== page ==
The basic 3D or spatial audio effect, as some call it, can be imagined as follows: The solo voice in the middle of the stage gains in contour and size, seemingly coming a little higher up and from further forward. At the same time, all the sound bodies seem much more three-dimensional. The head tracking even reacted to whether I moved my head up or down.
Basses are simply the “bassiest”
Tonally, Bose achieved a rich, impressive tuning. The bass sounds powerful, impressing with kick and contour at the same time. Only very few in-ears can achieve this quality and quantity. There will certainly be some for whom the bass may seem a little too dominant. But there is research, including that of old master Sean Olive, which states that a small boost in the bass is generally good for headphones in order to compensate for the psychoacoustic effect of the lack of structure-borne sound on the diaphragm.
Who hip-hop. If you like pop or rock, you will certainly enjoy the rich, deep punch, just like we do. No matter whether we use the Bose QuietComfort Ultra Earbuds with electronic beats like on “Empire State Of Mind” by Jay Z feat. Alicia Keys or acoustic drums like on an old Genesis live recording with Peter Gabriel on “Back In NYC”: the sound was thrilling with its kick and powerful, precise punch right down to the lowest octaves. The dynamic range is also impressive. It simply turns you on, has a drive that carries you away.
The mids and highs are likely to leave less enthusiasm than the low tones. Bose has managed to achieve a harmonious sound balance with the QuietComfort Ultra. But after the first impression, which is characterized above all by the plump, precise bass and the full-bodied fundamental range, sooner or later you come across small problem areas.
The QuietComfort Ultra is perfect for contemporary Music
We have heard more neutral and nuanced female voices in particular, but also high male voices, especially in this price range. Without the immersive audio effect, they appear somewhat undifferentiated and slightly overcast. With the 3D sound effect, they gain to the same extent as the transparency of the overall sound image, but then appear slightly artificial and even slightly whiny at times. The somewhat restrained treble reproduction may not generate enthusiasm among audiophiles who want to catch the very last nuances in special recordings of classical music or jazz.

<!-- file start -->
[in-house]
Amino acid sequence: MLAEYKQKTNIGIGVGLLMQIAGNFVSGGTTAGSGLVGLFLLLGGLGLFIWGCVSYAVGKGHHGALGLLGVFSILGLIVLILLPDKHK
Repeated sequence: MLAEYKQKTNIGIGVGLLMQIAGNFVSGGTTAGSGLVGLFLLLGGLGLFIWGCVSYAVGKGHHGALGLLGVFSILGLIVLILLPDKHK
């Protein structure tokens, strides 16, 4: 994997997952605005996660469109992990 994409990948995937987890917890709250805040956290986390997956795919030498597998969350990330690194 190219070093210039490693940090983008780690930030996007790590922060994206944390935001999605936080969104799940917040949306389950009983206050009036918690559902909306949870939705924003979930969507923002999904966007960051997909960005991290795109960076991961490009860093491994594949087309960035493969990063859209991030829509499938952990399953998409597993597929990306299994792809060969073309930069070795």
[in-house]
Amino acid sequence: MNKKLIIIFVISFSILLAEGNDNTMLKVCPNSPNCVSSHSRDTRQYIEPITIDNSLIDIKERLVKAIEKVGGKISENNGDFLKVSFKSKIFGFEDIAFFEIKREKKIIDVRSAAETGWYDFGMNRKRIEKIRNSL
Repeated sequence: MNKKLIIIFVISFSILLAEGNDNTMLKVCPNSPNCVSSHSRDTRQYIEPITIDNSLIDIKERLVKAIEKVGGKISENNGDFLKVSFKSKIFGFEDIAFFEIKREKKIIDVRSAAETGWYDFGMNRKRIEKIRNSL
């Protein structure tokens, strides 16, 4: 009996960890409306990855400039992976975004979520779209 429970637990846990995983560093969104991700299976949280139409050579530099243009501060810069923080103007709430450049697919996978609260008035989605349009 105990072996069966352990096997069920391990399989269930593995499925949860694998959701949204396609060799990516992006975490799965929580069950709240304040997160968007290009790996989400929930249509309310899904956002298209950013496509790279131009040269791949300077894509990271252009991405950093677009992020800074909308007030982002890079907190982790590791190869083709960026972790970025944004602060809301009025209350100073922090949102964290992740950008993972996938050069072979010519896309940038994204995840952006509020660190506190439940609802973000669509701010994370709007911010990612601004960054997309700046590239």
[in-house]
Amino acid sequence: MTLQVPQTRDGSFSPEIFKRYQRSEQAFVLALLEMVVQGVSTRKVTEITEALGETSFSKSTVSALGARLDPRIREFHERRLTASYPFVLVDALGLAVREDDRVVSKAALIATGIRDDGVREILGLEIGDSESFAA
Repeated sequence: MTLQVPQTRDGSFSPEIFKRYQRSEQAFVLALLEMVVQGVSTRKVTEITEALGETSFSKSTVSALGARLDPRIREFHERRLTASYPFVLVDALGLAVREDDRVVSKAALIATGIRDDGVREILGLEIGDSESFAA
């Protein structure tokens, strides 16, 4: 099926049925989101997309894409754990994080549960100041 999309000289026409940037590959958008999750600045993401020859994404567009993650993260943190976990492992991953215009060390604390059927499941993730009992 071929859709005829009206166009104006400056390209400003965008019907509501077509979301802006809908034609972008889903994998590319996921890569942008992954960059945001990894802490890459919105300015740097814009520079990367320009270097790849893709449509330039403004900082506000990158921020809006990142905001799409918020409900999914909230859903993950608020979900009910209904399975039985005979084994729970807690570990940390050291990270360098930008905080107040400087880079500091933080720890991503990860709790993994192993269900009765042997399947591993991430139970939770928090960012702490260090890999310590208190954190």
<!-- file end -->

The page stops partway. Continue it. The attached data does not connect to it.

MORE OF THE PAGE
But the fun-focused warm tuning also has something pleasant about it if you want to listen stress-free for a long time. Let’s put it this way: The tuning is aimed less at high-end users or testers who break down the playback into its elementary particles during the evaluation than at those who expect to simply turn on their 350-euro in-ears with their favorite tracks from Spotify, Qobuz or Deezer. And that they can experience music on the move within the physical possibilities as they know it from their hi-fi speakers or Sonos systems.
Conclusion and alternatives to the Bose QuietComfort Ultra Earbuds
The Bose QuietComfort Ultra Earbuds are among the most expensive TWS and therefore have to compete with the crème de la crème of audiophile manufacturers.
The slightly more expensive Bowers & Wilkins PI7S2 offers more transparency and high-frequency resolution combined with a more natural articulation of voices and a clever streaming concept. The Sennheiser Momentum True Wireless 3 remains the benchmark for naturalness and transparency. The Sony WF-1000XM5 sounds finer in the mids and especially in the highs than the QC Ultra. It also satisfies the desire for immersive sound. But its Sony 360 Reality Audio requires music tracks in the appropriate format, such as a premium subscription to Spotify or Tidal, while the Bose’s algorithm also makes normal stereo recordings sound spatial via upmix. And the WF-1000XM5 has no head tracking to fix the imaginary stage firmly in front of the listener even when turning.
What speaks in favor of the Bose, regardless of the comparison with the competition, is its kicky, deep bass in rock and pop music as well as its spatial sound, which leads to a very natural listening experience despite minor tonal weaknesses in high vocal ranges and the increased background noise. The successful head tracking does the rest, so that you can forget to listen to headphones at certain moments.
One more Thing: Bose QC Ultra Earbuds vs QuietComfort II
Finally, I would like to address the obvious question of how the new QuietComfort Ultra compares to its direct predecessor, the QC II. With a runtime of 24 hours and three recharges in the case, everything remains the same. The recently supported additional aptX codecs and aptX Lossless are only relevant for Android users. For iPhone and iPad users whose AAC codec was already supported by the predecessor, nothing will change in this respect. What represents a really big leap forward for all user groups is the impressive 3D sound with head tracking, which in practice brings the listening experience much closer to hi-fi speakers than is usual with headphones, despite the occasional small glitch during fast movements.